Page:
Monday, March 21, 2016

Cambridge R&L Outlasts St. John's for D1 State Title

St. John’s senior Adham Floyd (14) attempts a shot in St. John’s 66-51 loss to Cambridge R&L on Saturday in the MIAA Division 1 state final. Floyd scored 15 of his 19 points in the first half, and hit four first-half 3-pointers. Floyd surpassed 1,000 career points in the first half.
By Jason Siegel

The Cambridge R&L Falcons used some stout second-half defense to pull away from the St. John’s (Shrewsbury) Pioneers, and win the MIAA Division 1 state championship, 66-51, on Saturday as the MassMutual Center in Springfield.

Leading the Cambridge (24-1) defense was 6-foot-8-inch junior center Dimon Carrigan, who contributed 12 points, 10 rebounds, and 7 blocks to the Cambridge cause. Even on possessions when he did not block shots, his presence prevented Pioneer players from generating offense.

Cambridge head coach Lance Dottin was very pleased with Dimon’s performance.

“Dimon is the equalizer. He is the eraser… He protects everything at the rim, and he did a fabulous job tonight,” coach Dottin said, adding that he wanted his defense to “dig in” against St. John’s (24-2).

Dimon and the defense did not have answers for Adham Floyd of St. John’s in the first half, however. Floyd found his shot early, hitting four 3-pointers and scoring 15 of his game-high 20 points in the first sixteen minutes. Floyd reached 1,000 career points with his second 3-pointer.

“(Getting Adham Floyd involved) is part of our game plan every game,” said St. John’s head coach Bob Foley, adding that he thought Floyd “played very well” against Cambridge R&L.

It was Floyd’s play that kept St. John’s in the game in the first half. Cambridge came out and got the ball to Carrigan, who scored five of Cambridge R&L's first seven points, helping the Falcons to jump out to an early 7-3 lead.

Floyd and St. John’s responded and led 15-14 at the end of the first quarter.

The teams traded baskets and missed opportunities in the second quarter. Midway through the quarter, both teams began to push the pace, but were unable to come away with points.

St. John’s senior forward Nicholas Lukasevicz (10 points) and Cambridge R&L's Jakigh Dottin Mills (14 points, 7 rebounds, 3 assists) provided most of the scoring in the second period.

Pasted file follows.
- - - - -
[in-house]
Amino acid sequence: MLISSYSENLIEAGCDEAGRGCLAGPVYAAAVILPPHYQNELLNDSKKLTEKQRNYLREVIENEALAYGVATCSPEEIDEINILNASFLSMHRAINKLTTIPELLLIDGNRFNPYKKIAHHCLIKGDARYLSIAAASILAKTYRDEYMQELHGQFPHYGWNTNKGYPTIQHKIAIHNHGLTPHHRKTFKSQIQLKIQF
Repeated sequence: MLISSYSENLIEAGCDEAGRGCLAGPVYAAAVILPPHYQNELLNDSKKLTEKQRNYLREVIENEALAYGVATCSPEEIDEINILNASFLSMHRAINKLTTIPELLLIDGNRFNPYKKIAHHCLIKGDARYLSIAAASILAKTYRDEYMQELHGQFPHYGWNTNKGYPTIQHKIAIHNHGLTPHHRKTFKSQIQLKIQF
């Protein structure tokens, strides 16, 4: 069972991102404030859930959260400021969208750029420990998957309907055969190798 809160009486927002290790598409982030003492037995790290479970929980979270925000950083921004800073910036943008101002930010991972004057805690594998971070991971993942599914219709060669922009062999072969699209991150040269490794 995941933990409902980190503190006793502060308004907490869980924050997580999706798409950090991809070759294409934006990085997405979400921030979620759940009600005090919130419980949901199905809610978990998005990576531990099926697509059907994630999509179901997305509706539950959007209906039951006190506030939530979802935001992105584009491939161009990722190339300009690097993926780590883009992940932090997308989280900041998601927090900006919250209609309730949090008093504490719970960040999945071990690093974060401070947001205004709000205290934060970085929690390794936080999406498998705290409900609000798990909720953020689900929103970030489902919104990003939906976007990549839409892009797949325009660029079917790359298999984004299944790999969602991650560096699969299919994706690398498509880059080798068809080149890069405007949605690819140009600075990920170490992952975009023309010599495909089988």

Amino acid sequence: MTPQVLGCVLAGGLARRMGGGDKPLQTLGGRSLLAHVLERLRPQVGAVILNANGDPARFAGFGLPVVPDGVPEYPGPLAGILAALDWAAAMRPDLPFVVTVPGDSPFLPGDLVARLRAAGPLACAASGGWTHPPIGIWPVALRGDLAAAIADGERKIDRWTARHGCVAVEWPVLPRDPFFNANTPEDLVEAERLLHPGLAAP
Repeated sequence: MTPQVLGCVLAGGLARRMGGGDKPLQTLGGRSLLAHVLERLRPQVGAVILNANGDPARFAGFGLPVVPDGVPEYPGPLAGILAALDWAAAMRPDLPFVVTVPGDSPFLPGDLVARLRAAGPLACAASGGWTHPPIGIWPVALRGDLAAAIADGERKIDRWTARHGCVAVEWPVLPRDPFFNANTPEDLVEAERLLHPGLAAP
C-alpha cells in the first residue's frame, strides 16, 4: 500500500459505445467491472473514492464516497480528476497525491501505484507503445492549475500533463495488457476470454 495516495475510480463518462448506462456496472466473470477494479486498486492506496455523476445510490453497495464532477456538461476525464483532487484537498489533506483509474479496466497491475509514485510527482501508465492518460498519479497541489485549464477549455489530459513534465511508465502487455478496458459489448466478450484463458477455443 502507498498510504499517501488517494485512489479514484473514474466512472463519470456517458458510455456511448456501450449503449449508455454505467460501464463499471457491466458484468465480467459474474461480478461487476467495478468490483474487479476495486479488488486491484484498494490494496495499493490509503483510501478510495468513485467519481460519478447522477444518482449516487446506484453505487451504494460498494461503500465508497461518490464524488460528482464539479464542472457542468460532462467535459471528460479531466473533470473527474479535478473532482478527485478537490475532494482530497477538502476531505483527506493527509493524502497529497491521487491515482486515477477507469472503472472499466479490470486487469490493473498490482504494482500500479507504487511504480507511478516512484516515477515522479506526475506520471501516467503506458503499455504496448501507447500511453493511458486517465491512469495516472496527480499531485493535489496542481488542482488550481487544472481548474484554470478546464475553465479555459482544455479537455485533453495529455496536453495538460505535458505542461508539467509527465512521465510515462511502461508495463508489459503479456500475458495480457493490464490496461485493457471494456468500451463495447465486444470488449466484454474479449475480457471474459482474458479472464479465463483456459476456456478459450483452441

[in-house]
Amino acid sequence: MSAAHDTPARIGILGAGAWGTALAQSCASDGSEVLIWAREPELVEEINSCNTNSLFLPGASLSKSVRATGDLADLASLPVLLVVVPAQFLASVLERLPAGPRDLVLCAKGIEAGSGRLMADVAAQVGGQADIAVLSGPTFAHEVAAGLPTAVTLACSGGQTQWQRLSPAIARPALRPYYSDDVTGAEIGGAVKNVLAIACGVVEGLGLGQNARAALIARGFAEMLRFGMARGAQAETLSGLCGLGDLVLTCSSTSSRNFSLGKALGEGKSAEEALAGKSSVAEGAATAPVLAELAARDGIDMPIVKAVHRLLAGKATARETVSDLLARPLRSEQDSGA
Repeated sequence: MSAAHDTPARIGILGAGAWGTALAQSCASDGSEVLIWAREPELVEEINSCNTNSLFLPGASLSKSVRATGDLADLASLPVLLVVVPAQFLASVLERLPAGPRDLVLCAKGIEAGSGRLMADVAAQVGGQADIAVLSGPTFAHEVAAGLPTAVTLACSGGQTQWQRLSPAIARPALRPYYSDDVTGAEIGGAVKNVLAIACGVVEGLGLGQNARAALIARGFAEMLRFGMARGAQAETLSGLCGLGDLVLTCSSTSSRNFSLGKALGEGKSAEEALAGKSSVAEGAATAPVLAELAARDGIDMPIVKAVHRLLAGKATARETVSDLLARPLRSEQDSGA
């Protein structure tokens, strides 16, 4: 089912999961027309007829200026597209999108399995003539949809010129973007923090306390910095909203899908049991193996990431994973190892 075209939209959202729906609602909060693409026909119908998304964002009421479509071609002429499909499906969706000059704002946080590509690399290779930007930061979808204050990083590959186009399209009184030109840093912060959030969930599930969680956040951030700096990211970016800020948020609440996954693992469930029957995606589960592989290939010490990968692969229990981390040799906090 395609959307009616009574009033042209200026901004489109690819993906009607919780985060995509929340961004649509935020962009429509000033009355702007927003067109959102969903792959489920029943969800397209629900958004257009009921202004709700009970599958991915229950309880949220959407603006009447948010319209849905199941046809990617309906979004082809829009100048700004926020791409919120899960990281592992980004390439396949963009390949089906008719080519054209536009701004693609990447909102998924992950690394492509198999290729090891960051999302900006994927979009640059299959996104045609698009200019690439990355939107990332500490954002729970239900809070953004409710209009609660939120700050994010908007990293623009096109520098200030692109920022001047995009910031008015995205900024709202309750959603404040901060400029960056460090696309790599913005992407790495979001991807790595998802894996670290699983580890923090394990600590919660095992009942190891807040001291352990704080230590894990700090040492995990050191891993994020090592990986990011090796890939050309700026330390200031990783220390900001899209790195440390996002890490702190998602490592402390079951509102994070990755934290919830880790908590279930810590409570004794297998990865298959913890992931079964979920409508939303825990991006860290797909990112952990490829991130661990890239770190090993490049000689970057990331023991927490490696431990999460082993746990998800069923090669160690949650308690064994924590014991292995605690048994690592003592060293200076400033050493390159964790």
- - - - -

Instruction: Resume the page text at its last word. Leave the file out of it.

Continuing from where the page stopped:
St. John’s took a 27-26 lead into the locker room at halftime.

In the third quarter, the Cambridge R&L defense took over. St. John’s first field goal of the second half came with 2:30 remaining in the third quarter. Junior guard Kareem Octavien, who added 9 points,  shut down Adham Floyd. Coach Dottin was impressed with Octavien’s performance.

“Kareem Octavien is one of the best on-ball defenders that we’ve had,” coach Dottin said of Octavien’s play on the offensive and defensive ends of the court.

Coach Foley attributed his team’s stagnant second half offensive to the play of Dimon Carrigan.

“We played well in the third quarter, but (Dimon Carrigan) is exceptional. We took the ball strong to the hole, and he put in back in our face,” Coach Foley said.

St. John’s eked out eleven points in the third quarter and took a 9-point deficit into the fourth quarter.

The Cambridge defense continued to have their way early in the fourth quarter. St. John’s scored four points in the first 5:19 of the fourth quarter. The Falcons extended their lead to as many as 18 before St. John’s began to incorporate a full-court press.

The press was effective, especially for sophomore guard Tyler Mola, who collected two steals over the last three minutes to go along with 8 points.

Unfortunately for the Pioneers, it was too little and too late. Adham Floyd fouled out with 2:53 remaining, and the Falcons finished it off with free throws.

Coach Foley was very pleased with his team’s performance throughout the season.

“If you told me back at the beginning of the year that this group was going to win 24 basketball games, I would have been, and I am, so pleased.”

St. John’s loses only four seniors this offseason, though Floyd is among them. Having experienced playing in the state final could pay dividends in the upcoming seasons for St. John’s.

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